Last month I wrote an article about what to do when you have nothing to do. It was designed for individuals who were starting to get tired of walks around the neighborhood and board games and all the things we’ve spent five months doing waaaaay more of than usual. It was a great article, possibly the best thing ever written except for maybe the original Winnie the Pooh stories, and you can read it here.
Apparently, though, some people were expecting me to talk about what businesses can do during unexpected periods of downtime, and so this month I’d like to focus on that. It’s rather fitting for me, since the events industry (of which keynote speaking is a part) is still working its way to back – and it will be back!!
I’m going to skip the ‘find new customers’ and ‘offer new services’ advice, because I’m sure you’ve heard it a million times – and while it’s fine advice, it isn’t exactly the easiest advice to follow. Not that you shouldn’t try, but there are other things worth focusing on as well when your business hits a slump.
Tackle “Ancillary” Business Elements
In my case, being unable to travel and speak in front of live audiences has given me the opportunity to look at parts of my business that needed attention but which always managed to get pushed down to the bottom of the list. I’m talking about riveting things like updating our standard contracts and refreshing some of our marketing materials. As you can see, those aren’t my favorite parts of my job, but they absolutely have a value, and there’s no better time than now to take on those projects which never seem to deserve your undivided attention until there are no other places for your attention to be divided. Consider this the business equivalent of the whole, “well, we may as well make our yard look nice” thing that seems to have occupied every single homeowning human in May and June.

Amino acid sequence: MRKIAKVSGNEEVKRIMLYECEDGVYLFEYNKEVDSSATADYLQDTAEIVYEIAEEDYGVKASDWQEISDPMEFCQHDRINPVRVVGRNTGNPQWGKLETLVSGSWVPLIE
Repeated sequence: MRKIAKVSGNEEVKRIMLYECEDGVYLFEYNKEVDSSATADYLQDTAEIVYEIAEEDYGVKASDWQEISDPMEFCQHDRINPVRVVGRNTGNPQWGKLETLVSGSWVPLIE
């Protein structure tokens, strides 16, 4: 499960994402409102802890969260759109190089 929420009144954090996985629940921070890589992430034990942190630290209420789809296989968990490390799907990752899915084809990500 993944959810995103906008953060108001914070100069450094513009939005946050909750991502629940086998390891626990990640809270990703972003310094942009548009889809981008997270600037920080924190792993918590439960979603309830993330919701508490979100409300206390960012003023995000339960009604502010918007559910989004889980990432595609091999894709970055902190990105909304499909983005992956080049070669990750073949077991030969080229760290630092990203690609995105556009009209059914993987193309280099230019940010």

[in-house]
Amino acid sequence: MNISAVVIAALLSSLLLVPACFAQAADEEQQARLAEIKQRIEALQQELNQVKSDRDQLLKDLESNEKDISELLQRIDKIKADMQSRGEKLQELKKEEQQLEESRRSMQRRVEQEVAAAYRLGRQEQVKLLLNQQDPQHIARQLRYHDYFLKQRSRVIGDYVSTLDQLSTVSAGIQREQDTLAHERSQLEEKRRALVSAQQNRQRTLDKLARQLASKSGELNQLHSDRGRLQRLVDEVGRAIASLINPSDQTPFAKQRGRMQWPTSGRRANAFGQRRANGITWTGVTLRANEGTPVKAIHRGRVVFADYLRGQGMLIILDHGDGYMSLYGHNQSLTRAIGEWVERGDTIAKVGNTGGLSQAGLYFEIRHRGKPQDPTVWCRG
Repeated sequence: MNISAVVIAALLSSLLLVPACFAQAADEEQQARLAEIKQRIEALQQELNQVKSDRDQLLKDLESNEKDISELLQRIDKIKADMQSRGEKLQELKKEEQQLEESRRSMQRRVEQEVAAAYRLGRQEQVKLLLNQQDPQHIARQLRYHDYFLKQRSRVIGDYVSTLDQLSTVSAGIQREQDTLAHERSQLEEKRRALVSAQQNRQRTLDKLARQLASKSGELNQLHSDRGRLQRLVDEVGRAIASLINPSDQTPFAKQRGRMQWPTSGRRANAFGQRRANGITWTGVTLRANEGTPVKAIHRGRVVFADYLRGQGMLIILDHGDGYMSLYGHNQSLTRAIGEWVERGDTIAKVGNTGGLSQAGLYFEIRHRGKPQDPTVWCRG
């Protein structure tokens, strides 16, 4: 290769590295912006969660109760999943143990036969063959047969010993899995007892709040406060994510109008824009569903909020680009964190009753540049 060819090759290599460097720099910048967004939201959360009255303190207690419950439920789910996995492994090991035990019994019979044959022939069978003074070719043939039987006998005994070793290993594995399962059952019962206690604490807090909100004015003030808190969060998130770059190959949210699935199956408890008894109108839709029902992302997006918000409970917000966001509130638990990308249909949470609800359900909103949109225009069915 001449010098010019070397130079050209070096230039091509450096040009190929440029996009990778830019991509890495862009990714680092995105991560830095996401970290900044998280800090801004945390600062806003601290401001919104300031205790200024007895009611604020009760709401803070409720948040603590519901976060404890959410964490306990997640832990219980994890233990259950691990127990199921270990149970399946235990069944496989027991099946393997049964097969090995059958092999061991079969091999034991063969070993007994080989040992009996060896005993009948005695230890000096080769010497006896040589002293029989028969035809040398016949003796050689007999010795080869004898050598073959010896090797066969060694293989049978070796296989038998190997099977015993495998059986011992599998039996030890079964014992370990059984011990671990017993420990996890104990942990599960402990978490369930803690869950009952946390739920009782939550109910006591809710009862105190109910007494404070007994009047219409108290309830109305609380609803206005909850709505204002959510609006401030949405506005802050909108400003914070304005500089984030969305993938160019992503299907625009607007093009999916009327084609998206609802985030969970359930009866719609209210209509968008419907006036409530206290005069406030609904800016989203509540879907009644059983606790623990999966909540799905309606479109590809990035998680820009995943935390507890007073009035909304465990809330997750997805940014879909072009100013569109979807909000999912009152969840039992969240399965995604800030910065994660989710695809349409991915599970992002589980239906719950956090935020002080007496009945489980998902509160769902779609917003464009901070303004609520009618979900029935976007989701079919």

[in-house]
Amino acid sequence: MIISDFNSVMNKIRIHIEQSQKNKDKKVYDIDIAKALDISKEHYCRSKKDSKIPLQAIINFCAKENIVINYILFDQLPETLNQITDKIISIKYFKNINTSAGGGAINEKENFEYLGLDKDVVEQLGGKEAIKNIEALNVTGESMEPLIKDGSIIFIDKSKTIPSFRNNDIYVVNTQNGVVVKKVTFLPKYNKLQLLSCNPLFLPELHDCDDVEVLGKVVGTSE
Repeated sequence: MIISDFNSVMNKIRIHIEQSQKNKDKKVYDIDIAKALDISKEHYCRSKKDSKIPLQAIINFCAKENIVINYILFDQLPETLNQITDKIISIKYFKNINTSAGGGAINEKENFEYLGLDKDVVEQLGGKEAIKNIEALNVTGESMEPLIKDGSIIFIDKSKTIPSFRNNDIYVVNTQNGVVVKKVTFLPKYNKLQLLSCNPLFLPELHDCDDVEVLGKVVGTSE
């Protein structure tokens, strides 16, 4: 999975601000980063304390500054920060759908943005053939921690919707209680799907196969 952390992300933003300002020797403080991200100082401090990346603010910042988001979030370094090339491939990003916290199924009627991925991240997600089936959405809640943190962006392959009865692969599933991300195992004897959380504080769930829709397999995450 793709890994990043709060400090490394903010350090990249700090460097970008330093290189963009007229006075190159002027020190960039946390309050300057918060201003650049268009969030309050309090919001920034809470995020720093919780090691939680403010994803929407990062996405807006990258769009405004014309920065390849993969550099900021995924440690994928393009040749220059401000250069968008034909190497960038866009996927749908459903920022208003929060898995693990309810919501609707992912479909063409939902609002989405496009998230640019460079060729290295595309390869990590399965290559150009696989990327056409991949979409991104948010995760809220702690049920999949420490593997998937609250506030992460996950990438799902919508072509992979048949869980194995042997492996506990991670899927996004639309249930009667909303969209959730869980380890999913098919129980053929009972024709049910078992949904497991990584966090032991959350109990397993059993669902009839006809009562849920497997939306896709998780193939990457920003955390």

Start Analyzing Your New Practices
Every business has adjusted itself over the past five months. Many of those adjustments were born out of stark necessity, but some of them might end up having some staying power. In fact, some of the things you’ve started doing in the past few months will end up as new ‘best practices’ even after the pandemic is over. But in order for that to happen, you’ll first need to decide which of your new ideas and strategies are working well and which ones need to be discarded or modified.
Make Long-Term Plans
Depending on your circumstances, this might not be possible. But if your business is likely to survive this crisis, then there honestly is no better time than now to put together a vision for where you’d like to be in five years. This is something all of us know we should do, but as I’ve already mentioned, this one frequently falls into the ‘get around to it if I have time’ category. Well guess what? Now you’ve got nothing but time. And businesses that know where they want to go are far more likely to get there than those that never bother to think beyond tomorrow.
Will doing these things distract you from the fact that business today is a lot harder than we’d like it to be? Absolutely not. But doing these things might help you look back on this time as a net positive, rather than an overwhelming negative.